Just about every second beach, bay or dam seems to have its own fishing classic these days. But one with a real old-skool vibe that should go on your bucket list is definitely, absolutely, no question, the Moreton Island Fishing Classic. It’s an experience you’ll never forget.
The attraction is partly the island—a genuinely unspoilt beauty just 90 minutes from Brisbane by the Micat Moreton Island ferry. It’s also the time of year—late August in this part of Queensland traditionally delivers winter westerlies and picture-perfect weather for the duration.
A lot of it’s the people—the camaraderie of the friends you’ll make over beers at sunset, on the beach while you’re casting a line or just kicking back at the campground. And, of course, it’s the fishing too–but the prize pool of around $65,000 makes it worth entering whether you land something impressive or not!
Sssshhh! Don’t tell anyone but…
As an enthusiastic repeat-visitor to the Moreton Island Fishing Classic, I’ve picked up a few tips from some of the rusted-on beach fishermen I’ve shared a yarn with. So, with apologies to good blokes like Chris Lori (a past winner who revealed his tactics in our Campr Moreton Island Fishing Classic video series, I’m sharing some of those tips. Hope these help you make the most of your Moreton Island adventures.
1. Target one species
The waters of the Pacific Ocean are super clear on the Bulwer side of the island, where the comp headquarters are positioned. From the beach, you’ll be looking for flathead, whiting, bream, tailor, dart and mulloway. But Chris Lori’s advice is to choose just one species and go all-out. Channel your energies for better results.
2. Bring the right bait
What the right bait is obviously depends on the species you’re targeting and what time of day you’re fishing. One of the great things about the Moreton Island Fishing Classic is it’s about old-style beach fishing—nothing too fancy—so pillies for tailor are perfect. But for other species, the experts say to ditch the squid and bait up some earthworms, beachworms, pippies or yabbies which are in abundant supply as fresh bait on Moreton. There’s frozen and cured bait available at the Castaways at Bulwer, but you may also want to bring your own from the mainland. Oh, and if you are scouting for yabbies, beware of the Green Zones. There are some on the island.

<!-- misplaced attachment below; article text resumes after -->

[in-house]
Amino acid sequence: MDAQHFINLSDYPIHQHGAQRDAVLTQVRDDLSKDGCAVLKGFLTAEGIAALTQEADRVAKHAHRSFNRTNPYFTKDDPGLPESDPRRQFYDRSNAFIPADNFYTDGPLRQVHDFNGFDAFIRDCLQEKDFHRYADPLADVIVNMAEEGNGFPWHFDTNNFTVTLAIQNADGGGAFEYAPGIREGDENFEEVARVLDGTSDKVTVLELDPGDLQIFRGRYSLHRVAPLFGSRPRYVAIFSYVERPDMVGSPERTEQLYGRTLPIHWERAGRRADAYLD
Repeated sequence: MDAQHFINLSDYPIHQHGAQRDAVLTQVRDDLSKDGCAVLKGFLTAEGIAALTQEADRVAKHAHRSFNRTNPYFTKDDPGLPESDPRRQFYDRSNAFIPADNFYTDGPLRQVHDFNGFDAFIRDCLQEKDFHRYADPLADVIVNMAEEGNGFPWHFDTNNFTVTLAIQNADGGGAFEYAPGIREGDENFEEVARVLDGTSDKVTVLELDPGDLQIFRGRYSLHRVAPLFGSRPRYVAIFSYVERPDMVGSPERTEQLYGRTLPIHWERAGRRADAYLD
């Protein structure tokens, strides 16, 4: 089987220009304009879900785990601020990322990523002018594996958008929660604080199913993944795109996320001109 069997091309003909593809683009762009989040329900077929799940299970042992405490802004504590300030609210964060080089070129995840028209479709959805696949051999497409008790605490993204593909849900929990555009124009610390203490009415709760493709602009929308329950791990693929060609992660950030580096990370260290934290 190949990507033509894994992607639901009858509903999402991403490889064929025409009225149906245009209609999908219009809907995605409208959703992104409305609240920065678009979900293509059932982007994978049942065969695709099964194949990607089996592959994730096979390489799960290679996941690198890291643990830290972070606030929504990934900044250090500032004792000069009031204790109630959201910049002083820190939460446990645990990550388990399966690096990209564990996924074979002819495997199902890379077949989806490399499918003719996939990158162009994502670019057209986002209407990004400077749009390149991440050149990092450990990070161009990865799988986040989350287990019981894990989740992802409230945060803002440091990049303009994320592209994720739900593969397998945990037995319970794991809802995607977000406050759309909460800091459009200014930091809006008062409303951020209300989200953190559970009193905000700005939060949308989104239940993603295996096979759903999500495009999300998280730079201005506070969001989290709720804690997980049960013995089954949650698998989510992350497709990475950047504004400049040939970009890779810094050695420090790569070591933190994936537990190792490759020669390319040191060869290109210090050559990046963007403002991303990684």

3. Choose your weapon
Like I said, it’s pretty old-skool here, so Alvey sidecasts and 12 ft beach rods are popular, and those who use them do pretty well. I’ve also seen beautiful tailor pulled in on a 7kg line and a gang hook. Some people use threadline outfits, which are really light. But take care on the beach, because threadline/graphite combos don’t love too much sand or salt.
4. Prepare to stay awake
You’ll need your stamina (and not just for the fishing). The competition kicks off at midnight, right after the opening night BBQ. Depending on the tides, you’ll want to be out late and early—and probably other times in between. And because it’s such a cracker of a place to be, you won’t want to run the risk of missing anything by nipping off for too many naps. The social stuff is half the fun!
5. Get amongst it!
Go to the welcome BBQ, a party I call “First Night Fever”. Head over to the western beach each afternoon for obligatory sunset drinks (where us east-coasters get a thrill out of watching the sun go down over the water for a change). Have lunch at Castaways, or introduce yourself over open fires at the Moreton Island camping spots. This is a competition that draws people back because of the wonderful sense of camaraderie. It’s laid back, down-to-earth, and one hell of a great time.
This year’s ARB Moreton Island Fishing Classic is on from August 27 to 31. There are categories for adults and kids (under 14) and $65,000 worth of prizes to be had.
You can register, book your accommodation and Moreton Island ferry, and find out about vehicle and Moreton Island camping permits on the Moreton Island Adventures website. But don’t forget to see what you’re in for. Check out our video stories from last year’s Moreton Island Fishing Classic.